of software development.

Actually this could be very good news for C. Obviously some
applications exist that could be better in terms of speed. :)

But the problem with C is that is seen as obsolete. Most people
at the company where I was in my last consulting jobs used C++
and would laugh at anyone that would dare question their
templated bloat.

Who cares about speed they said. Who cares about disk space or
memory consumption.

Ram is cheap, disk is cheap. BLOAT IT!!!!!!

A disk costs the same if it is spinning with 50GB or with
350GB inside. FILL IT!

What now?

There is a much simpler solution to templates. It is called
aspect oriented programming.

That is the subject of the next installment. The objective of this
one is to point out that keeping things simple can be an
objective *per se*. And to keep them simple and fats, a
language without excessive bloat is needed.

C (with some improvements) fits this description.

jacob
 
Ad

Advertisements

K

Karl Heinze

On Thu, 31 May 2007 21:28:29 +0200, jacob navia

Hi Jacob,

I completely agree with (almost) all of what you've said.

K. H.
 
I

Ian Collins

jacob said:
Yes, we wait longer for results today as we waited in 1986. The huge
benefits that could be here with such a hardware speed are completely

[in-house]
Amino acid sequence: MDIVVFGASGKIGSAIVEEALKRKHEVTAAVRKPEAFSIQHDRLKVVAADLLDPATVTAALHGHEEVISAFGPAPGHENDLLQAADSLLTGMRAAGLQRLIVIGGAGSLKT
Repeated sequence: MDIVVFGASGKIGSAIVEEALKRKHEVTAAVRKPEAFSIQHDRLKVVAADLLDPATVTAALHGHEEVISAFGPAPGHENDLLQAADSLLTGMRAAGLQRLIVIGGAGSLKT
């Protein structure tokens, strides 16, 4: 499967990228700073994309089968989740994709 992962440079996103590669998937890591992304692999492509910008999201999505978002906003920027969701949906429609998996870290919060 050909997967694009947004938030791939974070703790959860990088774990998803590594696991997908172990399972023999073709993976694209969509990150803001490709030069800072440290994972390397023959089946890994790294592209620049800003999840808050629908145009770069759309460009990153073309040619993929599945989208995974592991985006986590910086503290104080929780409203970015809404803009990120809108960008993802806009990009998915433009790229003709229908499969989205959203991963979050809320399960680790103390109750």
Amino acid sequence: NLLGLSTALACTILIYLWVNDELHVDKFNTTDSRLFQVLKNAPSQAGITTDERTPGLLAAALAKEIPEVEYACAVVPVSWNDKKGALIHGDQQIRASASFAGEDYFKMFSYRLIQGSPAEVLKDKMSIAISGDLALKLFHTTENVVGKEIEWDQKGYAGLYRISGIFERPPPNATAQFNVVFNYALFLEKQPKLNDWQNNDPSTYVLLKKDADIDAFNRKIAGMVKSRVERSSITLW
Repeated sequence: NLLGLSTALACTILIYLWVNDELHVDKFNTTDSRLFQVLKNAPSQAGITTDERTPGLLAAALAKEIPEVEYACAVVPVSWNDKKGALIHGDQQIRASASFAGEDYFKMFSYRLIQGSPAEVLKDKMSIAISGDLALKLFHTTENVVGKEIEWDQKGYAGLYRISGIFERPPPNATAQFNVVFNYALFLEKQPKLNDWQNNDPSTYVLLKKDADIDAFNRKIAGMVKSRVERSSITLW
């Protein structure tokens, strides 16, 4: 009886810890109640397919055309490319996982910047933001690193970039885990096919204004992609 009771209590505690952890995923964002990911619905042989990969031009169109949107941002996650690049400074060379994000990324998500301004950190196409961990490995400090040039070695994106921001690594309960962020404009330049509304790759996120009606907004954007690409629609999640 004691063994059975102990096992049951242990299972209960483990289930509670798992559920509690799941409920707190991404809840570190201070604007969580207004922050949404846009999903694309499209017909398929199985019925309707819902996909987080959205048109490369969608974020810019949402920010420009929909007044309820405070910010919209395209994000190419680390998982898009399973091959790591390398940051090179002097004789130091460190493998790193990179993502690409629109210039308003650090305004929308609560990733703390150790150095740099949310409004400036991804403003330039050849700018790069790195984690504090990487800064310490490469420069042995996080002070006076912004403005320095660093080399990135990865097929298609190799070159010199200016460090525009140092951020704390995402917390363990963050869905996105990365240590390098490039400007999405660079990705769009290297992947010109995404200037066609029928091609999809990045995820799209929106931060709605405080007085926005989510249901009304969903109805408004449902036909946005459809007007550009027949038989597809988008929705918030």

destroyed by the bloated software written in bloated languages that we
run today.
Not those of us who choose operating systems that get faster and lighter
with each new release...
But the problem with C is that is seen as obsolete. Most people
at the company where I was in my last consulting jobs used C++
and would laugh at anyone that would dare question their
templated bloat.

Who cares about speed they said. Who cares about disk space or
memory consumption.

Ram is cheap, disk is cheap. BLOAT IT!!!!!!
Sounds like a bunch of piss poor C++ programmers. Piss poor programmers
work in all languages.
 
J

Jeremy Thomson

I have to smile.
I started working in D.P (thats Data Processing to you
whippersnappers) in 1985.
The computer was an old NCR century 100, its was 18 years old & I was
17.
This machine was one of the first to use MOS memory, 256K in all,
though it still had about 4K of boot core memory.
Every job was started with punched cards, we had a 'console' which was